Risk Factors

While lumbar puncture (also known as a spinal tap) is usually regarded as safe, there are certain dangers involved. They consist of:

Headache after lumbar puncture. Up to 25% of patients who have a lumbar puncture get a headache the next day as a result of fluid seeping into the surrounding tissues.

Usually occurring several hours to two days following the treatment, the headache may also be accompanied by nausea, vomiting, and dizziness. The headaches typically appear when standing or sitting and disappear after resting down. Headaches following lumbar puncture might linger for several hours to a week or more.

Back pain or discomfort. After the treatment, your lower back may be sore or painful. You could feel the discomfort traveling down the backs of your legs.

Bleeding. Bleeding may happen close to the epidural space or the puncture site.

Herniated brainstem. Once a sample of cerebrospinal fluid is taken, increased pressure inside the skull brought on by a brain tumor or another space-occupying disease may cause the brainstem to become compressed. Before a lumbar puncture, a computed tomography (CT) or magnetic resonance imaging (MRI) scan is frequently conducted to check for any indication of a space-occupying lesion that might increase intracranial pressure and prevent this uncommon consequence. A thorough neurological examination can also aid in ruling out a big lesion that takes up a lot of space.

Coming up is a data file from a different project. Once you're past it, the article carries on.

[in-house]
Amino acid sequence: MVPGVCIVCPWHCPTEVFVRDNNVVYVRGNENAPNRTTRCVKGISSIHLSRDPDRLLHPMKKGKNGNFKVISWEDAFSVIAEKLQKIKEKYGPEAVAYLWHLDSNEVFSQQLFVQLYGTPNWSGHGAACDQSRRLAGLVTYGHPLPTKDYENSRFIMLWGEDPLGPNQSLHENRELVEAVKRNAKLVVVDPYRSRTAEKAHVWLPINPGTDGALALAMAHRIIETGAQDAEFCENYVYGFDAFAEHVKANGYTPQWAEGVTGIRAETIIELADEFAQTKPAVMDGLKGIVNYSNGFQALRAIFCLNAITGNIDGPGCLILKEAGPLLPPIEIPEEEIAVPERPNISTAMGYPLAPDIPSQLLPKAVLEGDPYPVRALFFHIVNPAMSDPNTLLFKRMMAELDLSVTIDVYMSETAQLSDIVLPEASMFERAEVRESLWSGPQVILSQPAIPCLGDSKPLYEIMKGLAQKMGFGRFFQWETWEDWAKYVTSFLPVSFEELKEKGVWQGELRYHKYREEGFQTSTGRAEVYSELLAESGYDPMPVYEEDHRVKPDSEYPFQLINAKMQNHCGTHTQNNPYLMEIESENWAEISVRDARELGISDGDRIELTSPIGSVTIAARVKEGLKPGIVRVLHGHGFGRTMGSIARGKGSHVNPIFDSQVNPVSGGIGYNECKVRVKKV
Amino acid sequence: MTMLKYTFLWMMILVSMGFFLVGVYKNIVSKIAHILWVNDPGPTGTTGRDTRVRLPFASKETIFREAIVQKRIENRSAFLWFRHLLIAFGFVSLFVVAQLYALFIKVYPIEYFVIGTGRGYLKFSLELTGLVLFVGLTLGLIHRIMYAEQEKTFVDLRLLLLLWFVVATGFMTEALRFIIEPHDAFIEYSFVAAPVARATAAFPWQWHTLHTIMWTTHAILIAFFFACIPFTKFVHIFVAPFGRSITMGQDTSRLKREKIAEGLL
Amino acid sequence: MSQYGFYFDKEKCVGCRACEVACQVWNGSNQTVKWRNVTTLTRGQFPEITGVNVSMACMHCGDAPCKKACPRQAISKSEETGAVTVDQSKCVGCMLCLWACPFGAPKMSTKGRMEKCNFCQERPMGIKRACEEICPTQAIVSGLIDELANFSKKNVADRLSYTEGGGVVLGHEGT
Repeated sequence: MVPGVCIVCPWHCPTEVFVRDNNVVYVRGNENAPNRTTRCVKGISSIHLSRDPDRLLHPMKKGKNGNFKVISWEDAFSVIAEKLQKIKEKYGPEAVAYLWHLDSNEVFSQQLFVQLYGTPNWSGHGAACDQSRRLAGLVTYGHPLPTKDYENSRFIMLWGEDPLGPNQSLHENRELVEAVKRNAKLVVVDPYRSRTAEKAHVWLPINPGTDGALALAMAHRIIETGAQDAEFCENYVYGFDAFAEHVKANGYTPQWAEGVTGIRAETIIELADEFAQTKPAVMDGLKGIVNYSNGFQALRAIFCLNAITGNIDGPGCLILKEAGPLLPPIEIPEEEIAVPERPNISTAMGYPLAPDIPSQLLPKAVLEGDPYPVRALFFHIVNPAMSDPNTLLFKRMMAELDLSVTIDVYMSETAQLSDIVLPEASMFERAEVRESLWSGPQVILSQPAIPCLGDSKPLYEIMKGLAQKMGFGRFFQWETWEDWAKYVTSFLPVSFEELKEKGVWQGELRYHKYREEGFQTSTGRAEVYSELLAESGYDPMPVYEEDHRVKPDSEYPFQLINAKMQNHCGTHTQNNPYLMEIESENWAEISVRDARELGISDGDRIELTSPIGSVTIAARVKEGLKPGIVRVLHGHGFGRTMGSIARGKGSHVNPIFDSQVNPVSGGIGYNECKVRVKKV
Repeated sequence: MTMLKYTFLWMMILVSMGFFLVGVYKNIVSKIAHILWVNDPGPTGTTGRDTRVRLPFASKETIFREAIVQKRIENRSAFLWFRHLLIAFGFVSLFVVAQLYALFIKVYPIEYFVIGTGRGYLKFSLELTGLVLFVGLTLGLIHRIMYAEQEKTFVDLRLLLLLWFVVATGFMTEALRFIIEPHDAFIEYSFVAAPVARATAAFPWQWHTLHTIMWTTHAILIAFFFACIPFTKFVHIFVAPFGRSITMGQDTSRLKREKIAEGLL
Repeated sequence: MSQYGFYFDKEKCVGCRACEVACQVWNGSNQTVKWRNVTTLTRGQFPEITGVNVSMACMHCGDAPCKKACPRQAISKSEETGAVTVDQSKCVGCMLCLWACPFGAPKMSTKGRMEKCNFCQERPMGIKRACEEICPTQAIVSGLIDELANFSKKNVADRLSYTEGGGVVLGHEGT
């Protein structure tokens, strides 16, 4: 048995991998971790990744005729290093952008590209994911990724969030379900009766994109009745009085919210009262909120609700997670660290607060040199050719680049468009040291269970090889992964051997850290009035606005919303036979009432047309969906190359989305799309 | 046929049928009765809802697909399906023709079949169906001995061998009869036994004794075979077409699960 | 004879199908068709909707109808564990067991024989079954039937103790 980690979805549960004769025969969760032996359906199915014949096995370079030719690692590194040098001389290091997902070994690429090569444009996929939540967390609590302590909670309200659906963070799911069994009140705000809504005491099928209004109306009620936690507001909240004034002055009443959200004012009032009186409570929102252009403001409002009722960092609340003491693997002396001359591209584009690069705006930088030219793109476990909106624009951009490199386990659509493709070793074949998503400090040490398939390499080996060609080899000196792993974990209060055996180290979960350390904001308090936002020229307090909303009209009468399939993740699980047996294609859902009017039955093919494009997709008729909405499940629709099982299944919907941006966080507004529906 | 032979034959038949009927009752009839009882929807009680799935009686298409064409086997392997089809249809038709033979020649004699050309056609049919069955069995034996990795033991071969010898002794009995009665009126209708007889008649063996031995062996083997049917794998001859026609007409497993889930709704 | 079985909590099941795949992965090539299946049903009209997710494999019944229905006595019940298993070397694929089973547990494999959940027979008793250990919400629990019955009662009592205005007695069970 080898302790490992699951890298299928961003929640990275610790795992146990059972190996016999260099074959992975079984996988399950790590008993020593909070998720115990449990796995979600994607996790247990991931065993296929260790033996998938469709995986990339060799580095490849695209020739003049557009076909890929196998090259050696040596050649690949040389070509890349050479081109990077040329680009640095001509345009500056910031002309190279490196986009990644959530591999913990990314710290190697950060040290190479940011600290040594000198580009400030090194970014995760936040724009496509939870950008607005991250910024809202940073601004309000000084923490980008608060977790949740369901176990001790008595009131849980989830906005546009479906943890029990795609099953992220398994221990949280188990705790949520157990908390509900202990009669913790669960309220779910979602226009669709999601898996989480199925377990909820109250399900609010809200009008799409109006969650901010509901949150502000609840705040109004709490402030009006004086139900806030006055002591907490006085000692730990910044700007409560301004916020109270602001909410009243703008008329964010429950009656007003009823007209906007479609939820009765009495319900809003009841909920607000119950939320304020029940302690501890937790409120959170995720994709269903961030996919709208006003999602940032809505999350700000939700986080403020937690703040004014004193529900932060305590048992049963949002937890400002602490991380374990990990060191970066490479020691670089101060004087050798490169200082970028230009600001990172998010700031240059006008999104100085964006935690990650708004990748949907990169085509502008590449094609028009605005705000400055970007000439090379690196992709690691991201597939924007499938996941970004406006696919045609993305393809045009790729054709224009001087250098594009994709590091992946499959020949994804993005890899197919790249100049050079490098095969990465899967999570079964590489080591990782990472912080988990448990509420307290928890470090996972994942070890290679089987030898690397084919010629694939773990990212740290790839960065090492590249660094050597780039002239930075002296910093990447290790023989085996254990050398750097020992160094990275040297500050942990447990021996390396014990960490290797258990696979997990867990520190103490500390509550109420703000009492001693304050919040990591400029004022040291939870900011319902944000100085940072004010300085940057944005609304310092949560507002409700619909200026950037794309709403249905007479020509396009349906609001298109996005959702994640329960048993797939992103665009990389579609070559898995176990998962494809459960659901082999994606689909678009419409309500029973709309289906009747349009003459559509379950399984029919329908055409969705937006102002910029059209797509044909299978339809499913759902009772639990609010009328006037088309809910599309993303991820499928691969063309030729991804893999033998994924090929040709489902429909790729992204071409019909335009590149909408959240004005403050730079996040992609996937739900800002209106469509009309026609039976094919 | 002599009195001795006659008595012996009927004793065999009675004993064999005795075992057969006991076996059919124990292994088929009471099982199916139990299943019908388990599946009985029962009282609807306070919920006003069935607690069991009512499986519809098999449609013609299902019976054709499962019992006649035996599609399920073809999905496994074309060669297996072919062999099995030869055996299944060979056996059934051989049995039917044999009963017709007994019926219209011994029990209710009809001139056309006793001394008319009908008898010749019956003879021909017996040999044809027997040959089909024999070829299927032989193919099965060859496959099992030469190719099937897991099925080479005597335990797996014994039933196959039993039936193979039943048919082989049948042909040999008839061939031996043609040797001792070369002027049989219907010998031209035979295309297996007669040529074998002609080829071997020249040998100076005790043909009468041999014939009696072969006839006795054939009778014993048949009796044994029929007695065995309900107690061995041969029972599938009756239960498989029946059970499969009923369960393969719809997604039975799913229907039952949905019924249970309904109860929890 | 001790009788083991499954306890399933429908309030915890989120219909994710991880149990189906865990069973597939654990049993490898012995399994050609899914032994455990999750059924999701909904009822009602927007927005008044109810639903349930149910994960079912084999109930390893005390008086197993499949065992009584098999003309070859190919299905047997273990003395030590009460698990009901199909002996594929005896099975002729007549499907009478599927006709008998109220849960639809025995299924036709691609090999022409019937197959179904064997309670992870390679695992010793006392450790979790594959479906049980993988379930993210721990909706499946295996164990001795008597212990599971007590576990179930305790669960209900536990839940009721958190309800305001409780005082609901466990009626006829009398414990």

Your doctor will do a physical exam, review your medical history, and request blood tests to look for clotting or bleeding issues before performing a lumbar puncture (spinal tap). To check for any abnormal swelling in or around your brain, your doctor could also advise a CT scan or MRI.